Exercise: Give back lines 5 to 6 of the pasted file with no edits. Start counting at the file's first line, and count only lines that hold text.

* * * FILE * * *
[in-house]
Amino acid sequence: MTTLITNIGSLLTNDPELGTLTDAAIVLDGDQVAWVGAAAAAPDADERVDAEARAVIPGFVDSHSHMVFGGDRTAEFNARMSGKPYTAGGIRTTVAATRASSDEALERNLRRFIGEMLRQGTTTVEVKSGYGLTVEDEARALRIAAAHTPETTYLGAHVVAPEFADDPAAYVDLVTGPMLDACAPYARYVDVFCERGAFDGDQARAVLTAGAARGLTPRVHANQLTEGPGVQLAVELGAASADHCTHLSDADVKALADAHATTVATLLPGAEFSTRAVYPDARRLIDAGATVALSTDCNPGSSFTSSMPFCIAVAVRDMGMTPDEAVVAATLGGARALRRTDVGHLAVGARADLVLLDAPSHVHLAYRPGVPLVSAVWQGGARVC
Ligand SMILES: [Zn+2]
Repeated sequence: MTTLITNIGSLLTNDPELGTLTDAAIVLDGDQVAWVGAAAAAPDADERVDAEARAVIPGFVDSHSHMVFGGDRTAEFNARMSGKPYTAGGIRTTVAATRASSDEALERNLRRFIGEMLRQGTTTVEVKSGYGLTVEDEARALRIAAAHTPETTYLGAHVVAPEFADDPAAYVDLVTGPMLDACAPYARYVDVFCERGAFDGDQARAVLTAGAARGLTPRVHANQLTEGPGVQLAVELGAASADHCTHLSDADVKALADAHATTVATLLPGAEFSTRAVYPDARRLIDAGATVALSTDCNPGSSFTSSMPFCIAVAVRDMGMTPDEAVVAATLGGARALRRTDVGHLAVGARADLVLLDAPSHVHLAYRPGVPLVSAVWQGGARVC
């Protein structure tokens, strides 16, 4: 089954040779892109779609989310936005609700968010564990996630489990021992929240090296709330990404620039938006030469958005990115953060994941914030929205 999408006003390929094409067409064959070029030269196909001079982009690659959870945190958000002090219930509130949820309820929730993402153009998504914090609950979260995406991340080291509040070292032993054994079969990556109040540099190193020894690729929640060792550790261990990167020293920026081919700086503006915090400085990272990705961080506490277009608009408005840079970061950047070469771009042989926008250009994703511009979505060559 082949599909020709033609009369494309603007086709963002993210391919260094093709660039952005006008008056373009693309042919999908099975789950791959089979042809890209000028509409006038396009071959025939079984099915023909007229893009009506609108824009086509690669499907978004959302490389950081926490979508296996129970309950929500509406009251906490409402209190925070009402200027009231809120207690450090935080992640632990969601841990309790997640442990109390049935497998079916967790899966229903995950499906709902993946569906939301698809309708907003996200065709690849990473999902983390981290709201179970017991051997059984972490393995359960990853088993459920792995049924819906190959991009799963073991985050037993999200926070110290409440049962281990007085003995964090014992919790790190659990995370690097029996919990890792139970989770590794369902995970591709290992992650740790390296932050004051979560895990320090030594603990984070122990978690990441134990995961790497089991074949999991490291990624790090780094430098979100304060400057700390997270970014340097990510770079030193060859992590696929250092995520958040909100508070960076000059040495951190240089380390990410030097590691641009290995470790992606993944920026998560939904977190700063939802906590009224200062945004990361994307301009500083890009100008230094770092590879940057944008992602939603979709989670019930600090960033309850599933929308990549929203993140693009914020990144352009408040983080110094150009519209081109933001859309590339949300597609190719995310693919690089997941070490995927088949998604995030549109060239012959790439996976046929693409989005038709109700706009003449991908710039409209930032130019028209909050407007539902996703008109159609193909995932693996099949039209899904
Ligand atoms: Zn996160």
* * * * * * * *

């Protein structure tokens, strides 16, 4: 089954040779892109779609989310936005609700968010564990996630489990021992929240090296709330990404620039938006030469958005990115953060994941914030929205 999408006003390929094409067409064959070029030269196909001079982009690659959870945190958000002090219930509130949820309820929730993402153009998504914090609950979260995406991340080291509040070292032993054994079969990556109040540099190193020894690729929640060792550790261990990167020293920026081919700086503006915090400085990272990705961080506490277009608009408005840079970061950047070469771009042989926008250009994703511009979505060559 082949599909020709033609009369494309603007086709963002993210391919260094093709660039952005006008008056373009693309042919999908099975789950791959089979042809890209000028509409006038396009071959025939079984099915023909007229893009009506609108824009086509690669499907978004959302490389950081926490979508296996129970309950929500509406009251906490409402209190925070009402200027009231809120207690450090935080992640632990969601841990309790997640442990109390049935497998079916967790899966229903995950499906709902993946569906939301698809309708907003996200065709690849990473999902983390981290709201179970017991051997059984972490393995359960990853088993459920792995049924819906190959991009799963073991985050037993999200926070110290409440049962281990007085003995964090014992919790790190659990995370690097029996919990890792139970989770590794369902995970591709290992992650740790390296932050004051979560895990320090030594603990984070122990978690990441134990995961790497089991074949999991490291990624790090780094430098979100304060400057700390997270970014340097990510770079030193060859992590696929250092995520958040909100508070960076000059040495951190240089380390990410030097590691641009290995470790992606993944920026998560939904977190700063939802906590009224200062945004990361994307301009500083890009100008230094770092590879940057944008992602939603979709989670019930600090960033309850599933929308990549929203993140693009914020990144352009408040983080110094150009519209081109933001859309590339949300597609190719995310693919690089997941070490995927088949998604995030549109060239012959790439996976046929693409989005038709109700706009003449991908710039409209930032130019028209909050407007539902996703008109159609193909995932693996099949039209899904
Ligand atoms: Zn996160």